The 5,000 years of Korean history and culture, and the Korean people's indomitable spirit in the struggle for national freedom have produced a society renowned not only for its kindness and generosity of spirit but also for the high educational standards of its citizens.
    Religious freedom is guaranteed by the Constitution of the Republic of Korea. Of the 300 or so registered religions, Buddhism and Confucianism were dominant in the past, and have shaped both the way of life and the attitudes of Koreans since the Three Kingdoms Period. Christianity has developed a vast following since its introduction in the late 18th century, and its influence is now being felt throughout society.
    Koreans have great concern for education and illiteracy is almost non-existent. Children begin their six years of elementary school at the age of six. After three years of middle school and three years of high school, students may advance to university for four years of higher education. There are national examinations for entrance to high school and university, and 30% of high school graduates manage to gain admission to universities. The entrance exams are extremely rigorous, and the fierce competition for places is sometimes referred to as "The admissions war." Today's parents are placing more attention on early education for their children and the preschool educational system is growing rapidly to meet this need.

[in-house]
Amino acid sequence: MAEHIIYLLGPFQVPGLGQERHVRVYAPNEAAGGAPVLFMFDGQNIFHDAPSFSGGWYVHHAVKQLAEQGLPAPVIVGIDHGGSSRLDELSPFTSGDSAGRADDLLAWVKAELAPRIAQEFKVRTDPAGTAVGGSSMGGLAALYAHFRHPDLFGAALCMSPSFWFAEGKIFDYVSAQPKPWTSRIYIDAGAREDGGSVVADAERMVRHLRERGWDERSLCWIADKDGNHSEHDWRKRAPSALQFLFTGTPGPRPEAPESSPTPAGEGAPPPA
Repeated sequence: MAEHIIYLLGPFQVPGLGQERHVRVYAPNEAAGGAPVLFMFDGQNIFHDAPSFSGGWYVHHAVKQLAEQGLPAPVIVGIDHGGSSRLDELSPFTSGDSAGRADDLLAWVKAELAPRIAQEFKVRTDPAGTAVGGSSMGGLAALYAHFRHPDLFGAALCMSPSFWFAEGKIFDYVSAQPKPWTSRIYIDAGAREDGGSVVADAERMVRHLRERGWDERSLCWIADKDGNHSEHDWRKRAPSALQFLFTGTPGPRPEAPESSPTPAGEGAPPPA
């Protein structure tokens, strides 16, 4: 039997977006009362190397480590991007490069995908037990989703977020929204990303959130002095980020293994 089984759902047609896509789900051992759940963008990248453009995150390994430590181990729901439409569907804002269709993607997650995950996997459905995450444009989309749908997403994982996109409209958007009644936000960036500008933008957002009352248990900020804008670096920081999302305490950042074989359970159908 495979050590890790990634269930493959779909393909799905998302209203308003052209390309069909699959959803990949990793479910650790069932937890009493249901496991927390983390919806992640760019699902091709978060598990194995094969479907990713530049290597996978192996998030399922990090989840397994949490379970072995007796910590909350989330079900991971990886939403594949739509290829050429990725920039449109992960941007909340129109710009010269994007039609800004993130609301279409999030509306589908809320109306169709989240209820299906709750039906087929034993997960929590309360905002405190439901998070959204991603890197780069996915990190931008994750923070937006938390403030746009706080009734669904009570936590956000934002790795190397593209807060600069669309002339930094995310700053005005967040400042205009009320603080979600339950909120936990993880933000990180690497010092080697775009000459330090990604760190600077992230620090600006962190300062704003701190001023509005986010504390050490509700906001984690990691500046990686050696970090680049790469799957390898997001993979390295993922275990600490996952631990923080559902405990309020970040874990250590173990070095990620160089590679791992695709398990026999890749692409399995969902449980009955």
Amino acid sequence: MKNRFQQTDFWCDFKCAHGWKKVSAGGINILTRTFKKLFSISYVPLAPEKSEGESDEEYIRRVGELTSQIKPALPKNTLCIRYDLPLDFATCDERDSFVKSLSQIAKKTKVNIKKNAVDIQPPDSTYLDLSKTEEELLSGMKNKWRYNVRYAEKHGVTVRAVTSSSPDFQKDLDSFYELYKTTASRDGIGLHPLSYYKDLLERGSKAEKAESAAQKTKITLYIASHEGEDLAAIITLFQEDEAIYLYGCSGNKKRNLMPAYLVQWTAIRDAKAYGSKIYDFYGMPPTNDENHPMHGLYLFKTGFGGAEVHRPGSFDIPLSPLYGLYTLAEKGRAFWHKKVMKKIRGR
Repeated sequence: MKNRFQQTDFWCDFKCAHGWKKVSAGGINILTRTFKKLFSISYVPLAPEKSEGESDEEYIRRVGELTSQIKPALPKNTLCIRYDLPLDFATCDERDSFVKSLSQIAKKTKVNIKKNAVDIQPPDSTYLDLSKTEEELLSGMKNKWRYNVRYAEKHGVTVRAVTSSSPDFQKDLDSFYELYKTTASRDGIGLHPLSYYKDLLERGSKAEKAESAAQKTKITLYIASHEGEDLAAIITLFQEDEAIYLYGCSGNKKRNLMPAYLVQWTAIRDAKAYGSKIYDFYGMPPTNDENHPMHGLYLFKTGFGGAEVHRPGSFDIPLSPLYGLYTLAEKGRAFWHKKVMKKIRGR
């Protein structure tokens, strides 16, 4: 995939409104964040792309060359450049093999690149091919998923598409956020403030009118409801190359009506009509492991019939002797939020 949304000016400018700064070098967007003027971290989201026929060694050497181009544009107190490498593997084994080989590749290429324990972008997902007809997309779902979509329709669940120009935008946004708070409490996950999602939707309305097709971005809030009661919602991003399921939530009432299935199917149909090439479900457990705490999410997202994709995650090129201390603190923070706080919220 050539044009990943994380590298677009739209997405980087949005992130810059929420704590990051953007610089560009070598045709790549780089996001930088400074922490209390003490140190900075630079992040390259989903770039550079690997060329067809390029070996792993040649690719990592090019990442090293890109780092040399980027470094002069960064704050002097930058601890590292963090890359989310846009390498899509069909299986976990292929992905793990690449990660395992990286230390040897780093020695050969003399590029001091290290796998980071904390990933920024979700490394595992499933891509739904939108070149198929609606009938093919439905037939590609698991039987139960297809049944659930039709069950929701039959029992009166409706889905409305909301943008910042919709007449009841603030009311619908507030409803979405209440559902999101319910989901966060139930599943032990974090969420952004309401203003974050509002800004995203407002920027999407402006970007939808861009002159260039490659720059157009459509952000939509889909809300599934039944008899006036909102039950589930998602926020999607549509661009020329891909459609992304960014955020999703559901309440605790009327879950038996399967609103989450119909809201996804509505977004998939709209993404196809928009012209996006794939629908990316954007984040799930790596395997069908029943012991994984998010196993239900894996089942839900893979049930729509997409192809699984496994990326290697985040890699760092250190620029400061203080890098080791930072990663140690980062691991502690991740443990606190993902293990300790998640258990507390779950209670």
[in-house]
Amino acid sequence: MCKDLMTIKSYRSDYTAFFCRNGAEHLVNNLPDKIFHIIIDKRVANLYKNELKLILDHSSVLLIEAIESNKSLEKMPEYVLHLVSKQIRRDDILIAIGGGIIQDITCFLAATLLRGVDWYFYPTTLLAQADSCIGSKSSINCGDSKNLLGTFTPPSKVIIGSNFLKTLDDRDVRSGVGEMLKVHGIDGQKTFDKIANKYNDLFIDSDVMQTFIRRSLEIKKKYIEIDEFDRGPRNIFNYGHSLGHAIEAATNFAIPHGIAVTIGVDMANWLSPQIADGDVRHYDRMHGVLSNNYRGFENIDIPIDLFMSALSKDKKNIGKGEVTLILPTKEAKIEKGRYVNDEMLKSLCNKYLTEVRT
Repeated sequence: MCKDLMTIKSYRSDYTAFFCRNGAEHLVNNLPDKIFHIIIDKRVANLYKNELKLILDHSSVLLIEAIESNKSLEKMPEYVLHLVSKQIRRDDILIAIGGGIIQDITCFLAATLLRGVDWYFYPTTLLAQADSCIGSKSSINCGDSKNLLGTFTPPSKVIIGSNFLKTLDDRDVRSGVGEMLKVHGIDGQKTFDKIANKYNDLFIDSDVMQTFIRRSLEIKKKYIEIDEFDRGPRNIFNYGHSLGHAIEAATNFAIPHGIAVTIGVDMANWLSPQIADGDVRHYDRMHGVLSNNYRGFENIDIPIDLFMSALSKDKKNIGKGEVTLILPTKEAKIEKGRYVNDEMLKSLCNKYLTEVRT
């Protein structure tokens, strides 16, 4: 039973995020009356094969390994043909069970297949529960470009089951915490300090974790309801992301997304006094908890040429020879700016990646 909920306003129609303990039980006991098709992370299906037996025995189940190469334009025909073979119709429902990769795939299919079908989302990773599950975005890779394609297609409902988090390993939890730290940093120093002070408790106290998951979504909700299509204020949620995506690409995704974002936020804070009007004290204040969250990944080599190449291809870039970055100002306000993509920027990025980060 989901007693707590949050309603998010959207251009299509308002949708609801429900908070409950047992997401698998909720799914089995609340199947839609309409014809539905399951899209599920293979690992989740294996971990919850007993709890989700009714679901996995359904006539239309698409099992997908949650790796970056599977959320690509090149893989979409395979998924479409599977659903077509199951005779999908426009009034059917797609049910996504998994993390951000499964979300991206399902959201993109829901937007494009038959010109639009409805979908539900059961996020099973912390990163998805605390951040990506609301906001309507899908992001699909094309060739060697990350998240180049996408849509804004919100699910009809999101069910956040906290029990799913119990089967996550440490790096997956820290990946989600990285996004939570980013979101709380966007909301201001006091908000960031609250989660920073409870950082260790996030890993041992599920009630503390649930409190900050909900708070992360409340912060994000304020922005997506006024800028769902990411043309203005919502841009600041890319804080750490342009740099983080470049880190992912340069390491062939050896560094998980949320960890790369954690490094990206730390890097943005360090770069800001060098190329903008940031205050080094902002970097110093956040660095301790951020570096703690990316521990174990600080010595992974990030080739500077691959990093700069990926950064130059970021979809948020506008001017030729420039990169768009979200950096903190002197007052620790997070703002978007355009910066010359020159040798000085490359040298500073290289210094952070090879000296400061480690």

As Korea prepares to host the 2000 ASEM Conference and co-host the 2002 World Cup, the goverment, in conjunction with the tourism industry, has made strenuous efforts to improve the standards of tourism. This policy has extended not only to upgrading facilities, but also to changing the mindset of the workers in the service industry, and to raising the English language standards amongst the general public. The long heritage and inspiring scenery of Korean impress all visitors with their uniqueness and charm.